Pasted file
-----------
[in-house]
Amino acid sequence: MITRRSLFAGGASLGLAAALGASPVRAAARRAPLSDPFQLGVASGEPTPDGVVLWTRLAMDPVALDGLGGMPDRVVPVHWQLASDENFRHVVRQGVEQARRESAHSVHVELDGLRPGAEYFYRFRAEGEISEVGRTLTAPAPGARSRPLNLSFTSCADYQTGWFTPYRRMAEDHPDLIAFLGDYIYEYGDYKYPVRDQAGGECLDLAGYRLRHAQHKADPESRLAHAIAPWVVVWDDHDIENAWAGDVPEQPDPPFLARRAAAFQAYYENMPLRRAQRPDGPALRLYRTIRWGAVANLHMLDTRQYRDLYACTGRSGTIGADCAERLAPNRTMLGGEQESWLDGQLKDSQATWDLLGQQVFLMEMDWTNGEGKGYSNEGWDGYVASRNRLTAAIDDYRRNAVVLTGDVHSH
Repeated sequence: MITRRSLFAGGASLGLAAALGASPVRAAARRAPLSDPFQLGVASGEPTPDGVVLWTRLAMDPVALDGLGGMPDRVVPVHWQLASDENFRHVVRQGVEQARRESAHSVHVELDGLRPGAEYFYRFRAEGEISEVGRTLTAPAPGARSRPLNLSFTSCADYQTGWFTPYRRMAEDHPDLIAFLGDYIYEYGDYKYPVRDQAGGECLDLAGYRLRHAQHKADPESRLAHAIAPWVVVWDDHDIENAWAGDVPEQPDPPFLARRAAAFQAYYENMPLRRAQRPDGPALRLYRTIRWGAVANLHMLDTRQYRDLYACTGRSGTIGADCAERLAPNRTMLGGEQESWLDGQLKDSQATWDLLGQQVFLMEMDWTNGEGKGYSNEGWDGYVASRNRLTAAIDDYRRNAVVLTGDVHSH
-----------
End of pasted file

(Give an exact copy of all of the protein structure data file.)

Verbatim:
[in-house]
Amino acid sequence: MITRRSLFAGGASLGLAAALGASPVRAAARRAPLSDPFQLGVASGEPTPDGVVLWTRLAMDPVALDGLGGMPDRVVPVHWQLASDENFRHVVRQGVEQARRESAHSVHVELDGLRPGAEYFYRFRAEGEISEVGRTLTAPAPGARSRPLNLSFTSCADYQTGWFTPYRRMAEDHPDLIAFLGDYIYEYGDYKYPVRDQAGGECLDLAGYRLRHAQHKADPESRLAHAIAPWVVVWDDHDIENAWAGDVPEQPDPPFLARRAAAFQAYYENMPLRRAQRPDGPALRLYRTIRWGAVANLHMLDTRQYRDLYACTGRSGTIGADCAERLAPNRTMLGGEQESWLDGQLKDSQATWDLLGQQVFLMEMDWTNGEGKGYSNEGWDGYVASRNRLTAAIDDYRRNAVVLTGDVHSH
Repeated sequence: MITRRSLFAGGASLGLAAALGASPVRAAARRAPLSDPFQLGVASGEPTPDGVVLWTRLAMDPVALDGLGGMPDRVVPVHWQLASDENFRHVVRQGVEQARRESAHSVHVELDGLRPGAEYFYRFRAEGEISEVGRTLTAPAPGARSRPLNLSFTSCADYQTGWFTPYRRMAEDHPDLIAFLGDYIYEYGDYKYPVRDQAGGECLDLAGYRLRHAQHKADPESRLAHAIAPWVVVWDDHDIENAWAGDVPEQPDPPFLARRAAAFQAYYENMPLRRAQRPDGPALRLYRTIRWGAVANLHMLDTRQYRDLYACTGRSGTIGADCAERLAPNRTMLGGEQESWLDGQLKDSQATWDLLGQQVFLMEMDWTNGEGKGYSNEGWDGYVASRNRLTAAIDDYRRNAVVLTGDVHSH